Review: The Good Boss

Funny business.


The Spanish actor Javier Bardem has scored some of his biggest commercial successes playing psychos in movies like the Bond film Skyfall and the Coen brothers' No Country for Old Men (for which he won an Oscar with his portrayal of the dead-eyed hitman Anton Chigurh).

But as the scion of a venerable Spanish theatrical family, Bardem has broader expressive resources to draw from as well, among them a winning touch with comedy, which he demonstrated as the love-struck pickup artist in Woody Allen's Vicky Cristina Barcelona. Now, in one of his subtlest performances, in one of his best films, he is wonderfully funny puncturing the low-hanging balloons of upper-class moral pretensions. The Good Boss isn't a belly-laugh comedy, but its humor is sharply on-target, and its story builds beautifully to a classically gratifying conclusion.

Scripted by its celebrated director, Fernando León de Aranoa, the picture is an assemblage of near-perfectly balanced comedic components. This in itself is rather clever, given that the story's protagonist, an elaborately patronizing industrialist named Blanco (Bardem), is the owner of a company that manufactures scales—machines used to weigh everything from cattle to pretty interns (who smile politely at this sort of old-guy gag).

As we join him on a big day at his bustling factory, we find Blanco pep-talking his employees in preparation for a visit by a group of government bureaucrats charged with bestowing an annual award for "Excellence" on deserving businesses. Blanco already has several such plaques crowding a wall of his living room at home, and as a casually corrupt collector of important official connections, he's assuming he'll soon be adding another one. He's a man who feels himself to be sitting pretty and has no idea how perilously shaky his perch really is.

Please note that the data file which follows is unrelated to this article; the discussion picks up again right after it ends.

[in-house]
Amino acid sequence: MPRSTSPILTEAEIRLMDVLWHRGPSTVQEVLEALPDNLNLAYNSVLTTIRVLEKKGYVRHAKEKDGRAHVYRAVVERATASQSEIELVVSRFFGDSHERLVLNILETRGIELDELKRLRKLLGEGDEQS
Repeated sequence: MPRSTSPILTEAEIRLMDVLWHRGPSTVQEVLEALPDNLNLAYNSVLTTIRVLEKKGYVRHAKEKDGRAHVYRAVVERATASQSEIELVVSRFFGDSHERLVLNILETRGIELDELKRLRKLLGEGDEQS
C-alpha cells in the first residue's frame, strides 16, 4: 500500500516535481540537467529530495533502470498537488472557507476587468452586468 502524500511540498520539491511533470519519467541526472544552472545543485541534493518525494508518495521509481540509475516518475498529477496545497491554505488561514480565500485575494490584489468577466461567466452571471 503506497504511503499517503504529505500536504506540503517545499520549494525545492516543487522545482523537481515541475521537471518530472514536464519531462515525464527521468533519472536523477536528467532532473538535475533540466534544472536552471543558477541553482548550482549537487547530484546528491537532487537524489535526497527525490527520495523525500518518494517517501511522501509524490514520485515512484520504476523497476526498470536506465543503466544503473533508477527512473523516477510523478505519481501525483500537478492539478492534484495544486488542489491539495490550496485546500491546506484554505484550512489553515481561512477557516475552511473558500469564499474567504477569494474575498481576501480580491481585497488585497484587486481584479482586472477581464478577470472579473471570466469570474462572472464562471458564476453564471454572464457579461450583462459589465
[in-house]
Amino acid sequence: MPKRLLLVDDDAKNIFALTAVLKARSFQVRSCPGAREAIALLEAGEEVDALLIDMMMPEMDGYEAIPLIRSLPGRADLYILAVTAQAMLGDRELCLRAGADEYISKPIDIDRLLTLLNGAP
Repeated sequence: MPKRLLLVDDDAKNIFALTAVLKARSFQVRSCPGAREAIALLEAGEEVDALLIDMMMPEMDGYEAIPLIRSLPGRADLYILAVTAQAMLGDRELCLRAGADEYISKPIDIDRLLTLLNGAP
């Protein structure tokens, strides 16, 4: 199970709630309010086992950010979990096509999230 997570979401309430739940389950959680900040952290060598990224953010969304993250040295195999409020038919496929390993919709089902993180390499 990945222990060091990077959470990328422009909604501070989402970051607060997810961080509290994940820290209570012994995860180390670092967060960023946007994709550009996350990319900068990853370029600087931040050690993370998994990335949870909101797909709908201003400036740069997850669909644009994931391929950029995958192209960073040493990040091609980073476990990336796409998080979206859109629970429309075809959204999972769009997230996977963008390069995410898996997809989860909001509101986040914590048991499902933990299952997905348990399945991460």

As Blanco nervously awaits the award-givers' arrival—the precise timing of which is unknown—everything around him starts falling apart. A longtime employee named Jose (Óscar de la Fuente), whom he laid off in a measure of corporate streamlining, has mounted a noisy protest, accompanied by his two small, photogenic children, across the street from the factory gates, where he loudly berates Blanco through a bullhorn as a heartless boss. Blanco calls the police about this inconveniently timed situation—in the interest of the children, of course—but is told the man is protesting on public property: "It's as much his as yours," one cop says. "Ah," Blanco sighs, "a socialist police officer." (Despite its antipathy toward the upper crust, the movie isn't just an exercise in capitalist pot-shotting—among the now-jobless employee's complaints is the fact that "I have two homes to maintain.")

One of Blanco's managers, a friend from childhood named Miralles (Manolo Solo), is also causing trouble. Miralles' job performance has been seriously degraded by the shameless behavior of his wife (Mara Guil), who has been boffing the company's hunky Moroccan production chief (Tarik Rmili). Blanco, who loudly trumpets the notion that his employees are like his family, attempts to intercede in this domestic mess, but only makes things much worse. So does his string-pulling on behalf of another worker's delinquent son, which goes wildly wrong.

Although he doesn't know it yet, the most ominous threat to Blanco's existential equilibrium is his own marriage, to the slyly inscrutable Adela (Sonia Almarcha). Blanco has had no compunctions about cheating on Adela, but when his eye is drawn to a gazelle-like new intern named Liliana (Almudena Amor), he doesn't realize he'll soon be rafting down a river of no return. The unimprovably droll Bardem plays Blanco, with his self-aggrandizing charm and deeply internalized reserves of self-pity, as a perfect victim, richly deserving of whatever he gets. Especially the willowy Liliana, whose youthful amusement in the face of his weary geezer come-ons would be much more disconcerting if he realized what was actually happening. "This situation turns me on," she tells him.

(The Good Boss is in Spanish, with English subtitles.)